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Soldan High School

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Yet another masterpiece of Ittner and Milligan is the magnificent Tudor Revival Soldan High School on Union, further up from the other institutions on the street north of Demar.

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The architecture is the typical, eclectic style of the famous architecture firm, with an emphasis on compound windows and elegant sculpture work. The copper cupolas are a unique addition.

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Tune in to 97.1 to hear me talk about St. Louis architecture and history with Pat McGonigle at 4:00 PM today, Wednesday, December 23rd.

4 Comments

  1. I’ve always thought this was one of the most beautiful school buildings I’ve ever seen.

  2. We are lucky that STL has so many beautiful school buildings still standing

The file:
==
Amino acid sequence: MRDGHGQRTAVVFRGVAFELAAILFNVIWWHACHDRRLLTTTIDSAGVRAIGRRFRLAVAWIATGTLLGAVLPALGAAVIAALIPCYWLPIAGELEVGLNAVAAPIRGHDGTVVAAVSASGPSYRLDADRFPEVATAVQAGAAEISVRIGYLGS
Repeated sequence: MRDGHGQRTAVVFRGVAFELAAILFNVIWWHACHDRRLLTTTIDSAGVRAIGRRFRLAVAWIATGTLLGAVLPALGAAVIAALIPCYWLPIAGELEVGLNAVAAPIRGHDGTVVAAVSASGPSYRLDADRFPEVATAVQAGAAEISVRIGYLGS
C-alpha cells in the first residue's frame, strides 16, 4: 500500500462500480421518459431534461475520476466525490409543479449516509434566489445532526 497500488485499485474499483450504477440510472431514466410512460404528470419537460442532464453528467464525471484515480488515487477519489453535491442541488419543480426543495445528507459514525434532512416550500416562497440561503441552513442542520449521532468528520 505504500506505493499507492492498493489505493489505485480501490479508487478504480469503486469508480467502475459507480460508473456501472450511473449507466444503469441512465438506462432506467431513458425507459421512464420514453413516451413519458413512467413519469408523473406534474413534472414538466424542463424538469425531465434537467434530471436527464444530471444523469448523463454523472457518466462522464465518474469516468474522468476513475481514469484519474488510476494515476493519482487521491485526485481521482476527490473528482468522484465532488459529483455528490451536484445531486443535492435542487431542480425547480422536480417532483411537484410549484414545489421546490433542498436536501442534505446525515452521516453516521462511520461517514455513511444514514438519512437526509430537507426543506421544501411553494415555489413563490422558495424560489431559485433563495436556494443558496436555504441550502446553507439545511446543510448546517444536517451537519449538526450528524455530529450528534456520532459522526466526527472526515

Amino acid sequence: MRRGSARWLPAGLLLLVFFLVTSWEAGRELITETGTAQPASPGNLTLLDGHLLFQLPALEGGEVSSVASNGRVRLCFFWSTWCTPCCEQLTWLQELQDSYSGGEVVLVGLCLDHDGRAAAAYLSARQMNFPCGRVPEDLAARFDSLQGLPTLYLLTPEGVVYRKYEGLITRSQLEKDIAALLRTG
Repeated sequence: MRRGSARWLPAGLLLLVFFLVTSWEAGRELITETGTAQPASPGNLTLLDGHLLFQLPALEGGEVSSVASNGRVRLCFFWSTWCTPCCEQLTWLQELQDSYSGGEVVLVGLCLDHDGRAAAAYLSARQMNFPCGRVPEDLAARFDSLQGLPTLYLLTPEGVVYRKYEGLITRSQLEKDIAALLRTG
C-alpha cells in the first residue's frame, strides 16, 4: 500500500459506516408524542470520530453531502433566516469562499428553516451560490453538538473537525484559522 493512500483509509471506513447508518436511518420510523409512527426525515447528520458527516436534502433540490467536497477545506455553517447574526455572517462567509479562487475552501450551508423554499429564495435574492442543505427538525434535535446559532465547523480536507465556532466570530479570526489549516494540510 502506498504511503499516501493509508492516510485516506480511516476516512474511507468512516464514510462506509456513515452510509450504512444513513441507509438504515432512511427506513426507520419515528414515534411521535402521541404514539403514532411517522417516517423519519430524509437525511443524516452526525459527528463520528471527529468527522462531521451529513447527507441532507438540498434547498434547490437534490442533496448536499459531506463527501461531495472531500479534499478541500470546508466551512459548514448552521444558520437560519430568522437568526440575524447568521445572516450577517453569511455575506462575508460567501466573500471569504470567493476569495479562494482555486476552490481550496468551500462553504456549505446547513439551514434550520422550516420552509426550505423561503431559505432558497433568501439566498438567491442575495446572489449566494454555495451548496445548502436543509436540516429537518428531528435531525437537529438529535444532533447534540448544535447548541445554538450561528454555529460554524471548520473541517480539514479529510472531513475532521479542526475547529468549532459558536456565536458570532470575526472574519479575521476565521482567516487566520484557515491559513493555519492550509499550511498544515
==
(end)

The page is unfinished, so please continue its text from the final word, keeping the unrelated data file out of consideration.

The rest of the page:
3. I went to Soldan only one semester from January to June 1954 before my family moved to the Normandy School District and a whole new life. Even with just a few months at Soldan I can tell you the architecture was remarkable; Ittner designed the school with four hallways, light drenching the hallways from windows facing the courtyard and drenching the classrooms from windows along the streets. The lunchrooms sat in the middle of the open area, located in the basement with frosted class skylights which gave cafeterias wonderful light. On the third floor south was the Music Department, done in rich woods to give the best sound resonance (!) and including a theater and elevated above the third-floor hallway. The gorgeous auditorium on the first floor could seat the entire student body for assemblies and was decorated with class year flags from the school’s beginning. During the morning we would all be driven crazy as the luscious smell of lunch rolls being baked wafted up into the school. The curriculum was challenging, the teachers really more college professors than high school teachers. It was all quite something. Normandy HIgh School, also consisting mostly of Ittner buildings, opened a whole new world for me as the curriculum there was less classical and more attuned to preparing us for productive lives and careers in the democracy. The curriculum also was much more innovative and lively, there was a bigger range of activities, and Normandy’s college-like campus on a hillside was a daily thrill. I will always be a Normandy boy (in fact I do its alumni newspaper) but have fond thoughts of Soldan, which my father attended and loved also.

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